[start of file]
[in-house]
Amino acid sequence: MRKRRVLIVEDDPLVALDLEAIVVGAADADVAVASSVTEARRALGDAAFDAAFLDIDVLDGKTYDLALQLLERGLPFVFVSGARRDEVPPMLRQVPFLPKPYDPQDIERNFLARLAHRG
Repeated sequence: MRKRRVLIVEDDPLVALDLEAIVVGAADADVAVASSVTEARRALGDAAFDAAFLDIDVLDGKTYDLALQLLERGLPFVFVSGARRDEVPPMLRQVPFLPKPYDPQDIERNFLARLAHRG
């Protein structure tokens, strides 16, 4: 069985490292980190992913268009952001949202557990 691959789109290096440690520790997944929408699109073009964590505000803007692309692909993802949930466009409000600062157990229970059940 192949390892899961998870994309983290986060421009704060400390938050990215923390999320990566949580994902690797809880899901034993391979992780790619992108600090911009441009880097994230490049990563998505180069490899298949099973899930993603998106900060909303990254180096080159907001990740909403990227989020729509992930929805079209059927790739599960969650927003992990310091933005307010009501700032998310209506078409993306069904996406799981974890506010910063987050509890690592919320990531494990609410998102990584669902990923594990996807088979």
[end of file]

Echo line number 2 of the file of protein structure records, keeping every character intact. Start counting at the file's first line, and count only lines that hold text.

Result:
Amino acid sequence: MRKRRVLIVEDDPLVALDLEAIVVGAADADVAVASSVTEARRALGDAAFDAAFLDIDVLDGKTYDLALQLLERGLPFVFVSGARRDEVPPMLRQVPFLPKPYDPQDIERNFLARLAHRG